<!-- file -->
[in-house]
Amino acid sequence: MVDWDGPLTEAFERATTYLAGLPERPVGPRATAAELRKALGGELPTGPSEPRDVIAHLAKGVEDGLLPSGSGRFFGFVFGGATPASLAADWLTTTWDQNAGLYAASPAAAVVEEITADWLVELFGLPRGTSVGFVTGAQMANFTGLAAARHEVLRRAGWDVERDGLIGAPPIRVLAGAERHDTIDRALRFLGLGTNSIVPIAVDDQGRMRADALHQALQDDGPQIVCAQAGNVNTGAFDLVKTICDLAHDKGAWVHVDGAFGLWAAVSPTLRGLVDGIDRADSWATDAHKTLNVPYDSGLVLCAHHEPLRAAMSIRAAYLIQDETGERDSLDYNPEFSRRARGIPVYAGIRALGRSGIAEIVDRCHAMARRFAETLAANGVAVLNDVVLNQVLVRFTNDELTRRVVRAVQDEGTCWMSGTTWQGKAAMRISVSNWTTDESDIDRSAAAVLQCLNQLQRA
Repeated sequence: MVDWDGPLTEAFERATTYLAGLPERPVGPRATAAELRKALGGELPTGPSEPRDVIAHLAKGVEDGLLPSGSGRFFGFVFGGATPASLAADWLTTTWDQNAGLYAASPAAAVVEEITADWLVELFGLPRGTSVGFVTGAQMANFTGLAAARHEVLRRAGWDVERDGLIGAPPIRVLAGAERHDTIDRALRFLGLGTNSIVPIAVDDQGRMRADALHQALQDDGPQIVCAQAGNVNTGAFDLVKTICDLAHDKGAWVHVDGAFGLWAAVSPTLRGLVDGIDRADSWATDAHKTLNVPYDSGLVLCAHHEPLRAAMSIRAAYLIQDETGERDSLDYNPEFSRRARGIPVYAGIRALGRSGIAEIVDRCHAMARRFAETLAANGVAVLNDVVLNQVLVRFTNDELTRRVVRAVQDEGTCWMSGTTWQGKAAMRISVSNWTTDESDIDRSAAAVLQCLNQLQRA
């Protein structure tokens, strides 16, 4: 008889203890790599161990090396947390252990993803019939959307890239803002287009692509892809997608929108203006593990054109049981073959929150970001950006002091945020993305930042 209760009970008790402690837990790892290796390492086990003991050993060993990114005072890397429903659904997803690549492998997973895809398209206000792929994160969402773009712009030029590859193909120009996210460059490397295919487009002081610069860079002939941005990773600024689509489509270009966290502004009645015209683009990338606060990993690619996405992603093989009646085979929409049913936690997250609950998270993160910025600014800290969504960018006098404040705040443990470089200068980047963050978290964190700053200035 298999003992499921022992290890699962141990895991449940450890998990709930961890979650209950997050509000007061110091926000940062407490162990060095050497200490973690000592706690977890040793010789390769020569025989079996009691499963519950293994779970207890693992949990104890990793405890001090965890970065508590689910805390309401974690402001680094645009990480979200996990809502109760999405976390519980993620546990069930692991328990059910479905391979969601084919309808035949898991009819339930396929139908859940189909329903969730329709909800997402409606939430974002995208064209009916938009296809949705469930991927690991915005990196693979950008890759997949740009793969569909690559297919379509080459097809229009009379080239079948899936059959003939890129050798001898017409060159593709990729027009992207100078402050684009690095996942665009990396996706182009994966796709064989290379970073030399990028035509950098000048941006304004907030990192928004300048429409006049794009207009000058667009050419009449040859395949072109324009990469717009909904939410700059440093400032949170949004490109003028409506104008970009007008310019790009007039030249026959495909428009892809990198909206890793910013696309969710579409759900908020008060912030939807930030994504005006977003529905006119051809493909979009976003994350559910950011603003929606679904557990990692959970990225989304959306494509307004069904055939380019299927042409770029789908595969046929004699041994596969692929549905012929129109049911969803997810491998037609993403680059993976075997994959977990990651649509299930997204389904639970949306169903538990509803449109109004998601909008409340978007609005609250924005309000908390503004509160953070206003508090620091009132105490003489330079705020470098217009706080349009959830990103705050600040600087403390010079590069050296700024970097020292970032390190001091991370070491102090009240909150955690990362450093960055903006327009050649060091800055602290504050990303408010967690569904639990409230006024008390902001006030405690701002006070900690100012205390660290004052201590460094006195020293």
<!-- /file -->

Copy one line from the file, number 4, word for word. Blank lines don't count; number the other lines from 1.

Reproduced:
């Protein structure tokens, strides 16, 4: 008889203890790599161990090396947390252990993803019939959307890239803002287009692509892809997608929108203006593990054109049981073959929150970001950006002091945020993305930042 209760009970008790402690837990790892290796390492086990003991050993060993990114005072890397429903659904997803690549492998997973895809398209206000792929994160969402773009712009030029590859193909120009996210460059490397295919487009002081610069860079002939941005990773600024689509489509270009966290502004009645015209683009990338606060990993690619996405992603093989009646085979929409049913936690997250609950998270993160910025600014800290969504960018006098404040705040443990470089200068980047963050978290964190700053200035 298999003992499921022992290890699962141990895991449940450890998990709930961890979650209950997050509000007061110091926000940062407490162990060095050497200490973690000592706690977890040793010789390769020569025989079996009691499963519950293994779970207890693992949990104890990793405890001090965890970065508590689910805390309401974690402001680094645009990480979200996990809502109760999405976390519980993620546990069930692991328990059910479905391979969601084919309808035949898991009819339930396929139908859940189909329903969730329709909800997402409606939430974002995208064209009916938009296809949705469930991927690991915005990196693979950008890759997949740009793969569909690559297919379509080459097809229009009379080239079948899936059959003939890129050798001898017409060159593709990729027009992207100078402050684009690095996942665009990396996706182009994966796709064989290379970073030399990028035509950098000048941006304004907030990192928004300048429409006049794009207009000058667009050419009449040859395949072109324009990469717009909904939410700059440093400032949170949004490109003028409506104008970009007008310019790009007039030249026959495909428009892809990198909206890793910013696309969710579409759900908020008060912030939807930030994504005006977003529905006119051809493909979009976003994350559910950011603003929606679904557990990692959970990225989304959306494509307004069904055939380019299927042409770029789908595969046929004699041994596969692929549905012929129109049911969803997810491998037609993403680059993976075997994959977990990651649509299930997204389904639970949306169903538990509803449109109004998601909008409340978007609005609250924005309000908390503004509160953070206003508090620091009132105490003489330079705020470098217009706080349009959830990103705050600040600087403390010079590069050296700024970097020292970032390190001091991370070491102090009240909150955690990362450093960055903006327009050649060091800055602290504050990303408010967690569904639990409230006024008390902001006030405690701002006070900690100012205390660290004052201590460094006195020293």